ARTICLE: Talking books–the sequel

In my last article on this topic, I talked about running stories: Books about our running heroes, big and small, their lives, adventures and achievements.

While it is from these books we can attain much of our inspiration, it’s from the “cold, hard” training books, we must get much of our knowledge (wisdom sadly, as always, follows later).

Best Training Books

I’ll start out with the training books, I would use regularly both as an athlete and a coach:

    1. Running the Lydiard Way: The seminal work on distance running
    2. Healthy Intelligent Training: Lydiard’s superb system synthesised and interpreted for a new generation of runners
    3. Advanced Marathoning: A terrific insight into the training required to join the top rank marathoners
    4. The Runner’s Body: A detailed and cutting-edge tour of what makes you tick – the human body in motion
    5. Better Training for Distance Runners: Agree or disagree with Coe and Martins, this is a great resource for middle-distance runners

Books that fell short but deserve mention:      

  1. Lore of Running: Comprehensive, scientific – a bible of running knowledge but other books handle everyday questions better
  2. Run to the Top: Lydiard’s prose demands attention in this newer version of the great man’s program
  3. RUN – The Mind-Body Method of Running by Feel: A practical and enticing guide for those shackled by programs
  4. Brain Training for Runners: An untested and perhaps dubious program in parts but a brave take on the changing face of exercise physiology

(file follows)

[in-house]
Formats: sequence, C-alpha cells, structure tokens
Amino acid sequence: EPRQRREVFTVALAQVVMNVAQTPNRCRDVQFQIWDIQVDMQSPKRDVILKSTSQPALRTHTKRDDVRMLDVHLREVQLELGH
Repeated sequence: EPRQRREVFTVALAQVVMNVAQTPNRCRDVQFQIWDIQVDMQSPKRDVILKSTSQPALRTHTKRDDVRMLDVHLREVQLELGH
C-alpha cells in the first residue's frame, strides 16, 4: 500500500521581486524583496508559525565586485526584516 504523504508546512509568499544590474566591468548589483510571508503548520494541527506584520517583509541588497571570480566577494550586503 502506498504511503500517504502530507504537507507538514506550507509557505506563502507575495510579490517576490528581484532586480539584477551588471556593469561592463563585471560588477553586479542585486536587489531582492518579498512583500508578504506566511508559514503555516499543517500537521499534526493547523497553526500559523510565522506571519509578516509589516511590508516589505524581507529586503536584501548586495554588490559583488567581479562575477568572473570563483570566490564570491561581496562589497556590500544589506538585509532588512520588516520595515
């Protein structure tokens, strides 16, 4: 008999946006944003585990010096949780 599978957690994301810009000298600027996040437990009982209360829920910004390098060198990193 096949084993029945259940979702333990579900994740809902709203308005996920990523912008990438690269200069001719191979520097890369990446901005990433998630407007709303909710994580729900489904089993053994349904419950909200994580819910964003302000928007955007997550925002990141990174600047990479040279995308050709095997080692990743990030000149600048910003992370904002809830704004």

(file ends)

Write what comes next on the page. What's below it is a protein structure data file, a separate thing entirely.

5. ChiRunning: It made a lot of people feel good about their running and kick-started the interest in improving your form

Training books, I would rarely use::

  1. The Ultimate Guide to Trail Running: One of many decent attempts but the topic off-road running still awaits its seminal work…
  2. Run Strong: Covers a range of topics well, but you find yourself going for the specialised manuals for the “full story”
  3. Run Less, Run Faster: The “Less” said the better…
  4. SERIOUS Training for Endurance Athletes: A highly complex, over-engineered system inconsistent with Lydiard’s principles
  5. Cutting-Edge Runner: A wasted opportunity – out-dated, here “cutting-edge” means “commonly known”

Coming Up

Next up, we’ll have a look at the books I hope to buy including past classics, upcoming books such as “Barefoot Running” in 2011 and my eternal quest for the great running stories of the 60s and 70s which now trade at extravagant prices in second-hand bookshops such as Peter Snell’s “No Drums, No Bugles”.

Comments

Eamonn said…
Okay Rene, I want a Lydiard book. Running the Lydiard Way or Healthy Intelligent Training. Whaddya reckon?
Renny said…
Hi Eamonn, I'd say get both as they retail for only 10 and 15 GBP respectively on Amazon.co.uk. HIT is available in Hodges and Figgis and Waterstones.

If you have to choose though I'd go for Running with Lydiard first simply to read about the program in his own words. He's really inspiring but not always 100% clear to the reader so HIT is great at explaining everything while being more of a coach's book.

Meanwhile, you can get a good idea by reading these two lectures:

http://www.fitnesssports.com/lyd_clinic_guide/Arthur%20Lydiard.pdf

http://www.freewebs.com/velodynamics2/LydiardIowa99.pdf

And there's a concise powerpoint on the system here: http://www.lydiardfoundation.org/training/understandinglydiardmethod.aspx

Think I'll do an article on all the Lydiard material out there.